Things have been very busy over the past few weeks here at Manor de Chic Pixel, but that doesn’t mean I haven’t found time to sink some time into the Japanese version of Monster Hunter X! 24, to be exact. While that might be more than enough time to do a full review for any other game, I still have a long ways to go before I see all the content Monster Hunter X has to offer. But that doesn’t mean I don’t have some first impressions to share with you today!
Monster Hunter X is most easily described as Monster Hunter “all stars,” as it is a crossover of towns, characters, areas, and monsters from previous games in the series. Since I only played a few hours of Monster Hunter 3U before finally jumping in whole hog with Monster Hunter 4, much of what is presented to me in Monster Hunter X is entirely new. What will be new in this installment regardless of one’s familiarity with the series, however, are the multiple hunting styles: guild, striker, aerial, and bushido.
Each has different attack combinations and different skills available to equip (also new to Monster Hunter X), but in all honesty, I haven’t spent that much time with each individual style yet! My go-to weapon in Monster Hunter 4 was the hunting horn, so I immediately had to try it out with the various styles, but I was quickly drawn to aerial. As the name implies, aerial allows your character to spend more time in the air by giving you the ability to vault yourself into the sky with the simple press of a button. While this ability was previously limited to the insect glaive, hopping around with a large musical instrument has definitely been one of the highlights of Monster Hunter X for me!
The other highlight is, of course, Nyanta. For the first time ever, you can play as a felyne! Expanding on the palico partners from Monster Hunter 4, X allows you to take control of them directly. Unlike a regular hunter, a Nyanta can’t use items, skills, or choose between the different styles, and has the same weapons and armor as palicos. But of course, there are benefits! Nyantas don’t have stamina gauges, aren’t affected by temperature-related status effects, and have unlimited nets and pickaxes, making them great for gathering. Their stature and speed makes them great for dodging attacks, so even though their raw attack power may not be as high as other hunter weapons, it’s possible to dart around and get in lots of attacks.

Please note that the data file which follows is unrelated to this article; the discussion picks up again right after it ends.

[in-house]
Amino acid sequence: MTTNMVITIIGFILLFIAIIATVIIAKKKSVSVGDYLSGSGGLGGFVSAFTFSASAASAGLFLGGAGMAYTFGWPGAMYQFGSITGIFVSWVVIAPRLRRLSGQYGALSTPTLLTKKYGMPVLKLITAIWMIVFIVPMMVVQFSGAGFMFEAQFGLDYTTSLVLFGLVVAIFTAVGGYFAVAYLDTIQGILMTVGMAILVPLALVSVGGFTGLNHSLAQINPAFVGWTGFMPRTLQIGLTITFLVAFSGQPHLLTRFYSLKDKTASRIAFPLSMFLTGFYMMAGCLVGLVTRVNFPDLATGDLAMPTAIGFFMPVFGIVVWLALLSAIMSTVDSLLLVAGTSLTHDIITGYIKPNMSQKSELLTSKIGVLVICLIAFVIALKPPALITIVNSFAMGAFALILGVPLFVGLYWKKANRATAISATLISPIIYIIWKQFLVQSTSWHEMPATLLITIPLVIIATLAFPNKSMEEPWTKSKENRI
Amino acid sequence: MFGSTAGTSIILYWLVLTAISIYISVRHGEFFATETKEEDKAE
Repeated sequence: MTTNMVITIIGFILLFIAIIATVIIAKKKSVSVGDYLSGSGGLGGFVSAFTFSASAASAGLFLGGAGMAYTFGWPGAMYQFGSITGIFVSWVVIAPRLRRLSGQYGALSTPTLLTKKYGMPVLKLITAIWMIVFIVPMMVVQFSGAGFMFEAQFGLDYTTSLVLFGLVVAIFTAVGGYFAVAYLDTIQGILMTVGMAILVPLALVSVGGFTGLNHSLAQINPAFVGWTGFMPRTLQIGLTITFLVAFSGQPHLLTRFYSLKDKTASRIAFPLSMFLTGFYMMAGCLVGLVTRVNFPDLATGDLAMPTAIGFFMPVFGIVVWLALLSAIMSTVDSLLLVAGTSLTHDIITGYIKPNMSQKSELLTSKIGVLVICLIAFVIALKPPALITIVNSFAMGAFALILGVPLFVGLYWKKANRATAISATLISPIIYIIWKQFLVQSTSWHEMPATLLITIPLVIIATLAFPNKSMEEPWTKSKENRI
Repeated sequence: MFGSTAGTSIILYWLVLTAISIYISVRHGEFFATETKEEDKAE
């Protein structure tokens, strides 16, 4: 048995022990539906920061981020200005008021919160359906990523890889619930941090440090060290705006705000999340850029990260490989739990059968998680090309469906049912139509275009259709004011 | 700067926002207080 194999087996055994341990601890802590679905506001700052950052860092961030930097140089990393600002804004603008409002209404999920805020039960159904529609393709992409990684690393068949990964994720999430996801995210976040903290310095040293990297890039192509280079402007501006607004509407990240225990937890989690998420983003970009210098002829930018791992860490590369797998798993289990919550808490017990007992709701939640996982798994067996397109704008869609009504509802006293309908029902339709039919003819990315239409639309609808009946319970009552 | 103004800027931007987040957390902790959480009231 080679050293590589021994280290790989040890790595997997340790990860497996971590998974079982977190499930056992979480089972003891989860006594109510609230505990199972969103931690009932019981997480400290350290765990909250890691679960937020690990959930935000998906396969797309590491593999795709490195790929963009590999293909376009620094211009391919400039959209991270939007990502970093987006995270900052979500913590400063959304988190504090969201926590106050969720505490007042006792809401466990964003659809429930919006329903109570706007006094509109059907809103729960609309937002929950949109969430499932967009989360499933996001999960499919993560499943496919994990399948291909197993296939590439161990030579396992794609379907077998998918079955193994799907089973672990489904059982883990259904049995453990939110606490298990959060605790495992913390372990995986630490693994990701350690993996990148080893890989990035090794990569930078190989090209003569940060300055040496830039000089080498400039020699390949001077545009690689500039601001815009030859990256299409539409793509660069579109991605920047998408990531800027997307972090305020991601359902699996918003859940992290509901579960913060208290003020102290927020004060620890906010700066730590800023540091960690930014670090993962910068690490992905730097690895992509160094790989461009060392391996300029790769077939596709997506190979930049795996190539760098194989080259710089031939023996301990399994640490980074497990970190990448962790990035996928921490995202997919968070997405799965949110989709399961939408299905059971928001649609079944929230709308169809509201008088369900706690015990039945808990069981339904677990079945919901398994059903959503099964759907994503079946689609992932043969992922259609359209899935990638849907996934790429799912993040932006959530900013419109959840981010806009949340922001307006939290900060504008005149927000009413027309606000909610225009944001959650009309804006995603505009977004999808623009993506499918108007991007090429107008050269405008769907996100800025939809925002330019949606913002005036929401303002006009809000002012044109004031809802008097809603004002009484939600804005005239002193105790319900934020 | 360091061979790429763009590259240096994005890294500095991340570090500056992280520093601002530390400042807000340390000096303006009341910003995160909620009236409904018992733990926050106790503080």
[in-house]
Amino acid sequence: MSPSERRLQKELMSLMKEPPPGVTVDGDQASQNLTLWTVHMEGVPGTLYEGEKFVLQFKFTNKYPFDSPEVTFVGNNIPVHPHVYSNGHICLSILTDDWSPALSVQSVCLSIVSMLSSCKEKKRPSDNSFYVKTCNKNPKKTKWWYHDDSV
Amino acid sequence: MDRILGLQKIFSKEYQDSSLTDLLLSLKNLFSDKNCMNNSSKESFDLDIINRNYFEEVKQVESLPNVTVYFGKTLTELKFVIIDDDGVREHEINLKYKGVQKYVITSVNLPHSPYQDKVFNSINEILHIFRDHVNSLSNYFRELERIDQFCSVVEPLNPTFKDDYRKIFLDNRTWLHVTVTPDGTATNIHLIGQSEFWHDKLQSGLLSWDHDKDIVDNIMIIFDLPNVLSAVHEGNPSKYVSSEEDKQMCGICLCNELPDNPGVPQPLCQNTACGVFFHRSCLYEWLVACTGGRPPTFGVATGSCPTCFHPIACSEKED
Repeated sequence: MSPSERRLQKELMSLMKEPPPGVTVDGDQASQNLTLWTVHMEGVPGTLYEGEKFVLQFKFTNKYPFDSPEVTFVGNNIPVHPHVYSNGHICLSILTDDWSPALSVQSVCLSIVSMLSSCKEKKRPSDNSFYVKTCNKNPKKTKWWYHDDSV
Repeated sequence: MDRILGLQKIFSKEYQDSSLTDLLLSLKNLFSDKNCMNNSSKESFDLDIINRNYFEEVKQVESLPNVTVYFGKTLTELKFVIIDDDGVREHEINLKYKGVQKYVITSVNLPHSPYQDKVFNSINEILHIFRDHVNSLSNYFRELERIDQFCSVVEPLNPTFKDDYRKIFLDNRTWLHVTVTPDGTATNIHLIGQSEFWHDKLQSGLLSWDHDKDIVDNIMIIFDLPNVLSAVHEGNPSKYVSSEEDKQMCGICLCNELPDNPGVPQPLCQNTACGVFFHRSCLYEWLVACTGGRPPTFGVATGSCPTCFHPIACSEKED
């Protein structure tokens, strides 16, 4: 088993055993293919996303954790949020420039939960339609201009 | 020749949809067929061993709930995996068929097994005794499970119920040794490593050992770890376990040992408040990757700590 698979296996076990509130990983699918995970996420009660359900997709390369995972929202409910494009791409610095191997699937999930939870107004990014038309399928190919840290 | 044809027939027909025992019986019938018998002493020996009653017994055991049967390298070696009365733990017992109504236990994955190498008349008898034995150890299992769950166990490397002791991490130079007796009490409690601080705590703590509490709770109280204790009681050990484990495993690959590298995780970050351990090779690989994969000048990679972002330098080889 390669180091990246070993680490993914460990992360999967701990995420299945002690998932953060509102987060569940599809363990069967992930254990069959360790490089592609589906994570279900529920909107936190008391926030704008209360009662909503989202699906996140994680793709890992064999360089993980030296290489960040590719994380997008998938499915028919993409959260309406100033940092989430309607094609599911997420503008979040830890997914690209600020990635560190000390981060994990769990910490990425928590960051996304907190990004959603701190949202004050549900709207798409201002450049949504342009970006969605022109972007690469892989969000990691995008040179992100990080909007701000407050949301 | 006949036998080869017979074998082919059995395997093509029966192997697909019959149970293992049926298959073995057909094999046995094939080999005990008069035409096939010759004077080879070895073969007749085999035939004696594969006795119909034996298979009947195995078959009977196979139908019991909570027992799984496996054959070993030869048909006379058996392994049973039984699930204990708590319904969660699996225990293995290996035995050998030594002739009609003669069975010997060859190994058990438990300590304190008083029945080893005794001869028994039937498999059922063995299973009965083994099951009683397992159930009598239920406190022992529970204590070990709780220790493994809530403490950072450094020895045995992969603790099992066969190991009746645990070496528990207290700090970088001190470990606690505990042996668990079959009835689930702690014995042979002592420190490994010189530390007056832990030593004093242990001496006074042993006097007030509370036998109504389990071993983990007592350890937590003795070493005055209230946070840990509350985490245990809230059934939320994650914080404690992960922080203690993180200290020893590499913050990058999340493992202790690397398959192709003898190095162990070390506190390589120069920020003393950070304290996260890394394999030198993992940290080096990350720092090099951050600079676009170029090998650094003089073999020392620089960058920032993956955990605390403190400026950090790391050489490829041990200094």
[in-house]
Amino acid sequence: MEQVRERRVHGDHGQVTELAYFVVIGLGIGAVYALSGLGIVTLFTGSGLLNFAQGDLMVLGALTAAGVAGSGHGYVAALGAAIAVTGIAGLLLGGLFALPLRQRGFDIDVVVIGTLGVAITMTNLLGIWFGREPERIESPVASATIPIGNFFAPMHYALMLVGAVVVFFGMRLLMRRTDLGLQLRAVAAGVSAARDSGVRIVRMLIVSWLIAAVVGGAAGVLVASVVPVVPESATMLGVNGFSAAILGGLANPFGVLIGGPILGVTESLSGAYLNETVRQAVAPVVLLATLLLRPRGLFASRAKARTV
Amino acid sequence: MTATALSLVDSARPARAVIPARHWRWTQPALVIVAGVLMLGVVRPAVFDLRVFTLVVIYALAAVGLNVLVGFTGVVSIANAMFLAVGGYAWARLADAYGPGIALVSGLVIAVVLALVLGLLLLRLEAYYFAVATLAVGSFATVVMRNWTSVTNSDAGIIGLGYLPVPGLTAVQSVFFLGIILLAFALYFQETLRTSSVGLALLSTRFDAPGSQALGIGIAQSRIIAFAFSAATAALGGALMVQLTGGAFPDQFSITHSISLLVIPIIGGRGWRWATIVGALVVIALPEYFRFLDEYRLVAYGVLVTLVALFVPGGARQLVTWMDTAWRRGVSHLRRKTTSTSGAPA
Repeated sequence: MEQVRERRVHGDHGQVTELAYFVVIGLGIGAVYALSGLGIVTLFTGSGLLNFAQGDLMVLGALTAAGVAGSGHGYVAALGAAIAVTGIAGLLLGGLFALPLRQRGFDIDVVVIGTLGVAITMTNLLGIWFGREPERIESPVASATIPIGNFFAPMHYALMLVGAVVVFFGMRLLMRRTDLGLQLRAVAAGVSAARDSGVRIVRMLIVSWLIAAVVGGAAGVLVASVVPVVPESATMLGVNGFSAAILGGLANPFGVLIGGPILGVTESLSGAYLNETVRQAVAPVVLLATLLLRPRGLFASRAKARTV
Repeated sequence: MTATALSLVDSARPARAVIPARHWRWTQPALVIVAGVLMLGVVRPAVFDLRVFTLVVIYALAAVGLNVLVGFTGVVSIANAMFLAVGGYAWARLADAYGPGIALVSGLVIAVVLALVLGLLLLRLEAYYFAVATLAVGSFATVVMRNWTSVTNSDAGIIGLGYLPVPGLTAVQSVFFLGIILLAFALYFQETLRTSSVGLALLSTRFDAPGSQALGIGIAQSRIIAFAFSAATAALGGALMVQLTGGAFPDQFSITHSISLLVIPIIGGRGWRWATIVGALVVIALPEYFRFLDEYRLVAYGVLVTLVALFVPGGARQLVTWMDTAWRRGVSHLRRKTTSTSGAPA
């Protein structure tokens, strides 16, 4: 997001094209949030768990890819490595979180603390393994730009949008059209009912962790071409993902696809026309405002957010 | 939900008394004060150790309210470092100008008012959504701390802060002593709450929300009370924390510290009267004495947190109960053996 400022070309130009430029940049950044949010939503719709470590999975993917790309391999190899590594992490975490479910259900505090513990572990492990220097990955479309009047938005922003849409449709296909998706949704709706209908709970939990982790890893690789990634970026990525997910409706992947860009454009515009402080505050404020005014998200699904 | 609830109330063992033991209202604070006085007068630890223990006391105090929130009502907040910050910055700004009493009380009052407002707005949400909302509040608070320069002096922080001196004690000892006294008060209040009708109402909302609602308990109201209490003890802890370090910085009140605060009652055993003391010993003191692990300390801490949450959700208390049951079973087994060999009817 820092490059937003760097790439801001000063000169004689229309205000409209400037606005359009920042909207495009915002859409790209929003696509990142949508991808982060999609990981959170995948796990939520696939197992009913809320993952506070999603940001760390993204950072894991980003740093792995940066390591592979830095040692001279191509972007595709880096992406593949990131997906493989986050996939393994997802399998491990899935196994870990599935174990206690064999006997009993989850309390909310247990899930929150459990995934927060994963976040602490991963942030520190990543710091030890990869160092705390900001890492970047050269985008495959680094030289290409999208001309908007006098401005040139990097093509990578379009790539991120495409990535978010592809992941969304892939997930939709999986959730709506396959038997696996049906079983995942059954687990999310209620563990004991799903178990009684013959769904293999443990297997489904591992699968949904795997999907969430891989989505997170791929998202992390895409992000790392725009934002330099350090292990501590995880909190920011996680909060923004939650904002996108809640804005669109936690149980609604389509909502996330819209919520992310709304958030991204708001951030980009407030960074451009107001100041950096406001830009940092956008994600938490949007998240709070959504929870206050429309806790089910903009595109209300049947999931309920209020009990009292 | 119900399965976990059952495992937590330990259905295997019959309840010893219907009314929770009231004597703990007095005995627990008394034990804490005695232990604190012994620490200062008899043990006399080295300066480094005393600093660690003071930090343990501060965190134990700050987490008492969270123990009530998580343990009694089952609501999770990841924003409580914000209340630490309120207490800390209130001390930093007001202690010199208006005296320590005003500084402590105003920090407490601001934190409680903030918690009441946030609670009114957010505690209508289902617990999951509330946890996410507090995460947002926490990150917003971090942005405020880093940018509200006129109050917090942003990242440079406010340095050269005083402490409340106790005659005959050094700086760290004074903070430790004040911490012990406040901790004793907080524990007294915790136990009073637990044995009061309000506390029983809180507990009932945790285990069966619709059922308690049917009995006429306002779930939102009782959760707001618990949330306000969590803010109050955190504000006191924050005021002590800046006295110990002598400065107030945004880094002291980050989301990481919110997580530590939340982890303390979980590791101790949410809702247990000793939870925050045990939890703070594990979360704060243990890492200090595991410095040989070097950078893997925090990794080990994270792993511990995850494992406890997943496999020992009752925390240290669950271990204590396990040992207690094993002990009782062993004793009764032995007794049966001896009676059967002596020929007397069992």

And you’ll need to attack a lot as a Nyanta, as doing so will fill a gauge that activates abilities ranging from healing horns to Nyanta-specific attacks. Depending on the tendency of the felyne (charisma, heal, assist, etc.) it will have different abilities to equip, which take the place of items and hunter skills in battle.
While I was originally worried that the Nyanta would feel basic in its moveset compared with the established weapons, the various tradeoffs make it really fun and exciting to master. I’ve actually spent about 20 of my 24 hours with the game so far playing as a Nyanta! Its support abilities make it a great addition to any multiplayer hunter team, and I’ve been having no difficulties getting through the single player village quests as one, either.
It’s easy to be positive about Monster Hunter X, but I do have some minor complaints with the presentation. The introductory monster cutscenes are all but gone, and the game does not even attempt to hide the fact that it’s a smorgasbord of quests with no real narrative thread between them. Of course, Monster Hunter is not a game that’s known for its story, but the world building present in 4 is pretty much gone in X.
Those complaints aren’t major enough to tarnish my experience, so it’s safe to say I’m loving my time with Monster Hunter X. I haven’t even fought any variant monsters, X‘s version of subspecies, and I’m still only HR4, so look for further impressions when I’ve played significantly more!